To top it all off, Jessica lost her own mother a few years ago. Utterly heart-wrenching. I cannot fathom life without my daughter, let alone my own mother. I’ve spent a good amount of time feeling sorry for myself lately, but it’s no way to live and so I’m taking cues from my new friend. She’s had a rough go of it and it’s not fair, there’s no doubt about that. But I see such positivity and zest for life inside her — it’s clear that her mom did a damn good job while she was here. I don’t think I’ve been this deeply affected by the love and humility of someone in a long time. I think I have a lot to learn from her and I’m looking forward to getting to know my new friend, Maddie’s Mom.

 

Photo Friday May 6, 2011

Filed under: Photo Friday — Aimee @ 10:47 am

 

Hi again, it’s me May 3, 2011

Filed under: Lila,Milestones,Sunny days — Aimee @ 11:03 am

I think it’s finally time to return to writing. A lot has happened over the past few months, more than I can possibly start to describe. I guess things had to get harder before they got better. I didn’t think it could get worse than watching your baby struggle in a hospital bed covered in tubes and wires, but there’s so much I didn’t know back then. Despite Lila’s success, things continued to pile up in my world. I was obsessive over her feedings and weight gain. No, REALLY obsessive. My happiness was non-existent and the smallest things seemed to be so incredibly difficult. I wasn’t nice to the people who love me the most and for that, I’m so very sorry. I wasn’t taking time for myself and never really acknowledged all that I’ve been through.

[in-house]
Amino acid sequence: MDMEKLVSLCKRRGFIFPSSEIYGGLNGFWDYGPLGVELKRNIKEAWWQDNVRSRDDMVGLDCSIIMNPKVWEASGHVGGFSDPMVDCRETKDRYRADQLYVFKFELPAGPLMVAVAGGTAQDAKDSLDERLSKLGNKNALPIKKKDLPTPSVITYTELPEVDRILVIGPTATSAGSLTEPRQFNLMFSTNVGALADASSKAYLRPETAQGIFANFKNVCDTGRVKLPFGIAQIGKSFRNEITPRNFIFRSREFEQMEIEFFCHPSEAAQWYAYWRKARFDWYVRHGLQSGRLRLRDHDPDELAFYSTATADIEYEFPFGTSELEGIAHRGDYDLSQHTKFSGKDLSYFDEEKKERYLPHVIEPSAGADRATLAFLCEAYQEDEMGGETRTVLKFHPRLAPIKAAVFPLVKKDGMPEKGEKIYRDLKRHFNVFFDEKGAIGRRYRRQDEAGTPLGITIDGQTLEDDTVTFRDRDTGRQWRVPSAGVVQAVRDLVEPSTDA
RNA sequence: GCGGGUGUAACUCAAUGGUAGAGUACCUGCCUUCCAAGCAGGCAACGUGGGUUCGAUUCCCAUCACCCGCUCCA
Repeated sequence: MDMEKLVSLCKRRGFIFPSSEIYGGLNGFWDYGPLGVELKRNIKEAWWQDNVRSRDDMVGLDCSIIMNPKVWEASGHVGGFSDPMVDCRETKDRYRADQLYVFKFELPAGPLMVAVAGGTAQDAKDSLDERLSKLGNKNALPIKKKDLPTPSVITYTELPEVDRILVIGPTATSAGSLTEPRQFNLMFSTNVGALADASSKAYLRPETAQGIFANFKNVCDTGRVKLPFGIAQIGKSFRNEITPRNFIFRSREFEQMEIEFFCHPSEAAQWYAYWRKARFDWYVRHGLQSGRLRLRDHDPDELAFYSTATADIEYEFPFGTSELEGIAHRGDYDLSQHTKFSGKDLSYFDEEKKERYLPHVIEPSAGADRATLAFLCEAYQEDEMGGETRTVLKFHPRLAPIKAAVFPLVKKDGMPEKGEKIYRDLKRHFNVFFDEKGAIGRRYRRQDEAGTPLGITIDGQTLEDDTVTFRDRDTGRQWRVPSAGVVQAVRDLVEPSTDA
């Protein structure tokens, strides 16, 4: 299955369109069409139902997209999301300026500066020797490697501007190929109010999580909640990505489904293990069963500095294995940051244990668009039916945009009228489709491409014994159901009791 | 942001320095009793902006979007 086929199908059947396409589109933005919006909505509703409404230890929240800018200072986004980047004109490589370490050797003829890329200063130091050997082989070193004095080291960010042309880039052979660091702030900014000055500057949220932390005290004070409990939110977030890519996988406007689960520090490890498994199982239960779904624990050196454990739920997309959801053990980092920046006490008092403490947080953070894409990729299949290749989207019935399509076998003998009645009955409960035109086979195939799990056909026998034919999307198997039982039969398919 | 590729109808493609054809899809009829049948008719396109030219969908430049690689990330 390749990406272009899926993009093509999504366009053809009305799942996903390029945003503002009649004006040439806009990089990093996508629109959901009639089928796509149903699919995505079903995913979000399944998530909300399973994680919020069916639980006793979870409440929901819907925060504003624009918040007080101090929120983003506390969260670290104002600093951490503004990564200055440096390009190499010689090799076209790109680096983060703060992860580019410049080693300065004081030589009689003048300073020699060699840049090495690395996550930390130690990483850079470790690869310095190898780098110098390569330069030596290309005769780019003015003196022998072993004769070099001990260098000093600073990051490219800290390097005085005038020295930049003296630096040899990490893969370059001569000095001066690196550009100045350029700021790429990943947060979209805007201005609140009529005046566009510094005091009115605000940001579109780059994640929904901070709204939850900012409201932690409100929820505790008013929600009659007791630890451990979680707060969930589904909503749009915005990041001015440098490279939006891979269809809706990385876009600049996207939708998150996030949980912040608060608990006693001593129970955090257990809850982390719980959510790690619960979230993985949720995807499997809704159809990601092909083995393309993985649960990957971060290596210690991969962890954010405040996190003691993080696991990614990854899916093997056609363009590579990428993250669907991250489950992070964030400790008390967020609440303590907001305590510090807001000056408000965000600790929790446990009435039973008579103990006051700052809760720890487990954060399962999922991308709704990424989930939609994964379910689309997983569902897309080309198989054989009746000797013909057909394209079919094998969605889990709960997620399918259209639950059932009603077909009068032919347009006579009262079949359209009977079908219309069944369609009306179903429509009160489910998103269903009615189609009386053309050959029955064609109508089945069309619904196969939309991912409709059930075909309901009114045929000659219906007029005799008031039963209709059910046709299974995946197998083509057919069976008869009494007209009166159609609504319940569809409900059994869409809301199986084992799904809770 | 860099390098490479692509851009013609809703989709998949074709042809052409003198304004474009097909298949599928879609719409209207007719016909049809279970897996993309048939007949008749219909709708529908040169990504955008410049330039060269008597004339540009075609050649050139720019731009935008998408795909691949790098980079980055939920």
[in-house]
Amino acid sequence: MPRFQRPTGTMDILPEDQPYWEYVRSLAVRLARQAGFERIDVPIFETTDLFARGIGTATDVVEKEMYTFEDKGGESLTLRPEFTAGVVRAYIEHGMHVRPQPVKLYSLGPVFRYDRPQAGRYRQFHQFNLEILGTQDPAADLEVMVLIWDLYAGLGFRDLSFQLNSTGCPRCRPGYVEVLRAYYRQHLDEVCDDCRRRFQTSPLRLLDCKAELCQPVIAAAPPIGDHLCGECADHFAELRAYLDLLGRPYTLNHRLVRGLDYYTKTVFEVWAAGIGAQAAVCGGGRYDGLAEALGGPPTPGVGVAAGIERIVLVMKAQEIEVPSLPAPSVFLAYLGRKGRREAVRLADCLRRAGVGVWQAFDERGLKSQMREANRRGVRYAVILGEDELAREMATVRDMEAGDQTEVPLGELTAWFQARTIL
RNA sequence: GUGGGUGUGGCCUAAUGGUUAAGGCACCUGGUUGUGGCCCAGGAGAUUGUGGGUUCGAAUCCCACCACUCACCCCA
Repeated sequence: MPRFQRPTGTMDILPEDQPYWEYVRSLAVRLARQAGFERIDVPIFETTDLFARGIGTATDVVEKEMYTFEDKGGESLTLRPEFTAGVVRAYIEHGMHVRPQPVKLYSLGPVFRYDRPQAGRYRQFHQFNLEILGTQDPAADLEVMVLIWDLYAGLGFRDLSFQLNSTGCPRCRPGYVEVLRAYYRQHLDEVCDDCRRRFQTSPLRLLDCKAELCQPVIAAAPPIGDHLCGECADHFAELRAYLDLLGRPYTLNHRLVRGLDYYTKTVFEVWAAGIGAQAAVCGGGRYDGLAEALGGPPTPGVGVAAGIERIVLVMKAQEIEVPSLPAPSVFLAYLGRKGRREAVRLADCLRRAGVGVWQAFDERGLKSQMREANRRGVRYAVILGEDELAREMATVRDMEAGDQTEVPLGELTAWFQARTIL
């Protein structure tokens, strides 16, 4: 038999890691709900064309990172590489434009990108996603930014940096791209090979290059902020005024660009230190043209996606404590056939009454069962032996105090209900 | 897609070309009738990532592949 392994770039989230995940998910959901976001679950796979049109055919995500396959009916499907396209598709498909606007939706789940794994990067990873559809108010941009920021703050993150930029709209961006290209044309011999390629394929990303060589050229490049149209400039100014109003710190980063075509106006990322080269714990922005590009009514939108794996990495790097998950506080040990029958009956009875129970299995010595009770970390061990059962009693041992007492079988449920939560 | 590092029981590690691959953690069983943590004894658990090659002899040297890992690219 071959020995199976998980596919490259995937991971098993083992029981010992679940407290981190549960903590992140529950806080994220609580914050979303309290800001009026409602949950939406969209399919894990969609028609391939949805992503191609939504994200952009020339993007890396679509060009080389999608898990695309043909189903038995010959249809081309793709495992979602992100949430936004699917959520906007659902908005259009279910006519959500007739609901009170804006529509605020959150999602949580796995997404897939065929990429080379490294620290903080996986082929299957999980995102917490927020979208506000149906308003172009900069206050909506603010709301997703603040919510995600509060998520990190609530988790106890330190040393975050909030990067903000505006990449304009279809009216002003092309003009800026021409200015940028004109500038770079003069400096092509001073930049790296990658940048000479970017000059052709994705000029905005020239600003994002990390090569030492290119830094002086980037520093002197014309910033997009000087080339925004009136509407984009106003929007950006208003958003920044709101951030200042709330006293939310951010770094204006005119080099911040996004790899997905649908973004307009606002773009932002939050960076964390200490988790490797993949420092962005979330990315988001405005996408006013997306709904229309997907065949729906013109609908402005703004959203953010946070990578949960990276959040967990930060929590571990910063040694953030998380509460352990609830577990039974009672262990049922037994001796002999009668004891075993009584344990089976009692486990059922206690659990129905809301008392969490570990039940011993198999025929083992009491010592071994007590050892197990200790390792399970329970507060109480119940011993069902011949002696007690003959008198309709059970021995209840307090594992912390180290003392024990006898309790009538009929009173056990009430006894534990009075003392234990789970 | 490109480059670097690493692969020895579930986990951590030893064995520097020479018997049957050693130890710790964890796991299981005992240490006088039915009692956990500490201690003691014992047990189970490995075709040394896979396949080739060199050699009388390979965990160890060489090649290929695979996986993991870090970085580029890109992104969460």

I’ve been hard at work trying to pull myself together over the last couple of months. There’s a lot that I’m not ready to talk about, but I’m happy to say that things are getting much better. I have a wonderful therapist who’s helping me and most important, amazingly supportive family and friends. I have been taking some time off of work to focus solely on my health and care for Lila. I’ve stripped away all of the extras in my life — I call it: “Mission Back to Basics.” Things are a lot brighter in my life, but there’s still a lot of work to do. I’m starting to add back normal things and am hopeful for the future. One day at a time, that’s all I can do.

Lila is doing AWESOME. We are seeing occupational therapy once a week to work on her feeding issues and will see a private physical therapist starting next week. She has made a lot of progress. She drinks her bottles awake and feedings are no longer fraught with tears and anxiety. We started her on solids a few weeks ago and she really enjoys eating. There are still a few challenges, but she’s come so far and we definitely have reason to celebrate.

The best news is that Lila is a happy and content baby. SOOOOO happy! She smiles at everyone and has stolen the hearts of many. Her personality has really come through the past couple of weeks and she is a darling charmer. I am so proud of her. I don’t know what the future holds for Lila, but I do know that she has the personality to get her whatever she wants in life. Her smile alone will take her far.

I hope I can find the strength, energy and time to update you on a more regular basis. No promises, but I have good intentions. Thank you for hanging in there with me.

Working with her occupational therapist, Kelly.

Yes, we were THAT happy!

Our team for the March for Babies who helped us raise more than $3,000!

Doing big girl stuff because she's tough!